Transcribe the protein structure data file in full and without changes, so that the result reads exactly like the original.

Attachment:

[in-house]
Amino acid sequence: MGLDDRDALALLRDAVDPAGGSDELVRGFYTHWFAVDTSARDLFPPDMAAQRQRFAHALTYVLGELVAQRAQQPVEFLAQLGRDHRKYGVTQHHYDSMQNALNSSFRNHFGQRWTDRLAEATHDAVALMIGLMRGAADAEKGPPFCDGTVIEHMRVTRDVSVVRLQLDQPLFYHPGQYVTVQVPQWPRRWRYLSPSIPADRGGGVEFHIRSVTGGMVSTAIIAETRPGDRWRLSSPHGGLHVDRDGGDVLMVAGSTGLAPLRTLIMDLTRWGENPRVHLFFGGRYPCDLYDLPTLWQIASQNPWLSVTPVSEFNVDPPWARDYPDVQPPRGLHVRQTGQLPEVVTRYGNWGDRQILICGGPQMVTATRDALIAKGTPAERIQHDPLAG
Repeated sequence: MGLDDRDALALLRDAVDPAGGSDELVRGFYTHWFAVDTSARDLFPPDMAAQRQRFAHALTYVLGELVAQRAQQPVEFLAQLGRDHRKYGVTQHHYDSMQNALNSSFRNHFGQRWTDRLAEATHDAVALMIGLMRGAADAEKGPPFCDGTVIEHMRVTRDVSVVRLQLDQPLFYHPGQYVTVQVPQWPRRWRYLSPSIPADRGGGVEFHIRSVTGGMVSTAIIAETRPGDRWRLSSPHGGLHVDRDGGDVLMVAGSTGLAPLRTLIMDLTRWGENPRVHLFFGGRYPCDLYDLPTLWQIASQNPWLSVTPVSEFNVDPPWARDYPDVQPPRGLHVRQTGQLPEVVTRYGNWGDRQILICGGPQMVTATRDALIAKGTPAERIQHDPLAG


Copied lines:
[in-house]
Amino acid sequence: MGLDDRDALALLRDAVDPAGGSDELVRGFYTHWFAVDTSARDLFPPDMAAQRQRFAHALTYVLGELVAQRAQQPVEFLAQLGRDHRKYGVTQHHYDSMQNALNSSFRNHFGQRWTDRLAEATHDAVALMIGLMRGAADAEKGPPFCDGTVIEHMRVTRDVSVVRLQLDQPLFYHPGQYVTVQVPQWPRRWRYLSPSIPADRGGGVEFHIRSVTGGMVSTAIIAETRPGDRWRLSSPHGGLHVDRDGGDVLMVAGSTGLAPLRTLIMDLTRWGENPRVHLFFGGRYPCDLYDLPTLWQIASQNPWLSVTPVSEFNVDPPWARDYPDVQPPRGLHVRQTGQLPEVVTRYGNWGDRQILICGGPQMVTATRDALIAKGTPAERIQHDPLAG
Repeated sequence: MGLDDRDALALLRDAVDPAGGSDELVRGFYTHWFAVDTSARDLFPPDMAAQRQRFAHALTYVLGELVAQRAQQPVEFLAQLGRDHRKYGVTQHHYDSMQNALNSSFRNHFGQRWTDRLAEATHDAVALMIGLMRGAADAEKGPPFCDGTVIEHMRVTRDVSVVRLQLDQPLFYHPGQYVTVQVPQWPRRWRYLSPSIPADRGGGVEFHIRSVTGGMVSTAIIAETRPGDRWRLSSPHGGLHVDRDGGDVLMVAGSTGLAPLRTLIMDLTRWGENPRVHLFFGGRYPCDLYDLPTLWQIASQNPWLSVTPVSEFNVDPPWARDYPDVQPPRGLHVRQTGQLPEVVTRYGNWGDRQILICGGPQMVTATRDALIAKGTPAERIQHDPLAG